A Side Note On The Ruger Mini-14

There used to be two versions of the Mini-14 but now there is only one. The old Mini-14's were a regular version that had fixed sights and required aftermarket products to mount a scope, and a 'Ranch' version that had provision to mount Ruger scope rings and had a flimsy, fold down rear sight. The new Mini-14 is essentially a Ranch rifle with improved, non-folding, 'ghost ring' sights and a more refined exterior on the receiver.

The quality of Mini-14 mags varies greatly with the best being Ruger factory originals but they are usually rather expensive - but worth it. Ruger reportedly no longer makes the factory 30 round mag.

A quick fix to an aftermarket high capacity mag for the Mini-14 is to scavenge the follower from a Ruger factory 5 round mag and put in a stronger, quality Wolf spring.

The best 10 round (California) mags are reportedly the John Masen Co. mags. these are essentially a direct copy of the Ruger factory 5 round mag that has been extended to 10 rounds.

You can shave some off of the weight total of a Mini-14 setup by changing the Mini-14 stock out to a synthetic one, such as Butler Creek or the Houge overmoulded.

Notice that on a Houge overmoulded stock for the Mini-14 you can replace the buttplate on the stock with the trapdoor buttplate from an M-16 stock, giving you a handy place to store gear, just like on a regular US military rifle.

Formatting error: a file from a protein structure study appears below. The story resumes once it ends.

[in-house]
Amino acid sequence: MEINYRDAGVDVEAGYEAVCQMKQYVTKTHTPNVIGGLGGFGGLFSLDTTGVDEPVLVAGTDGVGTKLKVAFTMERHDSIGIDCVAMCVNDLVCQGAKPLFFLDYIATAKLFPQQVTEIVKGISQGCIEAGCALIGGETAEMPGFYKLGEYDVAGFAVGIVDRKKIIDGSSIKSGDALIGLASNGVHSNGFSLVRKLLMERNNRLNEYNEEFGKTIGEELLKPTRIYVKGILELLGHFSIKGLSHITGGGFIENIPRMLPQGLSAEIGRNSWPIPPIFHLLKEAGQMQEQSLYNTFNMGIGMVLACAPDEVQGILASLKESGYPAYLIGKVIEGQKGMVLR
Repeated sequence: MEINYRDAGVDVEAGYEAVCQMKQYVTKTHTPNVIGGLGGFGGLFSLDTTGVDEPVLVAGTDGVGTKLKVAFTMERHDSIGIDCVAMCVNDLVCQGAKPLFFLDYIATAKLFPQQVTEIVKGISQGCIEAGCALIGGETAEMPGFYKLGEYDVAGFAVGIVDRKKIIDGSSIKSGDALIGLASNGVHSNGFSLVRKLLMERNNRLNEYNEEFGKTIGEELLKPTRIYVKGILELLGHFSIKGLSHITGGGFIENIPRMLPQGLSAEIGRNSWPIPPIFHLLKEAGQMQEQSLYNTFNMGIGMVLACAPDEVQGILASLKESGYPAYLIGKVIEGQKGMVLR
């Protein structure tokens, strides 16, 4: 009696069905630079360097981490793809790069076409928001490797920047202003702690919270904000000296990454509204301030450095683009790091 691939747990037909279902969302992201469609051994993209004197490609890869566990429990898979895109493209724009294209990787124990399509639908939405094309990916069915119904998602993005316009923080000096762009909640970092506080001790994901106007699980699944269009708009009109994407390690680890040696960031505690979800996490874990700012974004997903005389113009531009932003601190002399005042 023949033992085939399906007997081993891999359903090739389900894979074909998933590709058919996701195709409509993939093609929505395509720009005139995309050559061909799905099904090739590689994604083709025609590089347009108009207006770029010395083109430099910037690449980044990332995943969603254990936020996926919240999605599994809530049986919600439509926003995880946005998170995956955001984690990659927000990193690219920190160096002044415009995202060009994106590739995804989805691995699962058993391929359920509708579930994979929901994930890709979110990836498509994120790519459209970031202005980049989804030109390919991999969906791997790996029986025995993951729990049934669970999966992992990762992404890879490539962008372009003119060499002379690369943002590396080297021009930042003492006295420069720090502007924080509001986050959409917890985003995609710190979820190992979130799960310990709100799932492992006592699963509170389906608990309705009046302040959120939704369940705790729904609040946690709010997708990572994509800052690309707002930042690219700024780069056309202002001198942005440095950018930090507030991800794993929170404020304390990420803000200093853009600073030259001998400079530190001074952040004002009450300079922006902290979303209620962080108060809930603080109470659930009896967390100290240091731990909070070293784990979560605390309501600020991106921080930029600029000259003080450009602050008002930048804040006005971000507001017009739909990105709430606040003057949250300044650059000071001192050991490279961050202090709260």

If you like bolt actions, a Remington Model 7 carbine in .223 weighs 6 lbs and is a sweet rifle to handle. It holds 5 rounds in it's internal mag.

The CZ 527 is also a very nice rifle that weighs in at 6.2 lbs. Not only is it a very nice weapon, but uses super reliable, detachable, 5 round single stack magazines. Using a detachable mag can be a significant advantage under many circumstances.

For either rifle you should carry an extra 5 rounds that are reusable .22LR subcaliber inserts so you can shoot .22LR cartridges.

With either of these rifles in a survival package with a Glock 32, 2 mags, 50 rounds of .357Sig, 120 rounds of .223, a scope, and 150 rounds of .22LR CCI Stinger comes out to about 14.2 lbs for the Remington and about 15.4 lbs for the CZ and 5 magazines.

Another light weight option would be a handy little 6 lb Winchester or Marlin lever action rifle chambered for .30-30 or some pistol cartridge that matches your pistol.

If you are packing the Taurus Tracker 627 Titanium .357mag revolver and a lever action rifle in the same caliber, say with a 16 inch barrel, along with 100 rounds of ammo that will fire in both weapons - you're looking at about 11.3 lbs.

You can see from the 11.3 lb figure why many cowboys chose the combo of a pistol and a lever action rifle in the same caliber for their 'survival battery'. It does make some sense and is rather practical.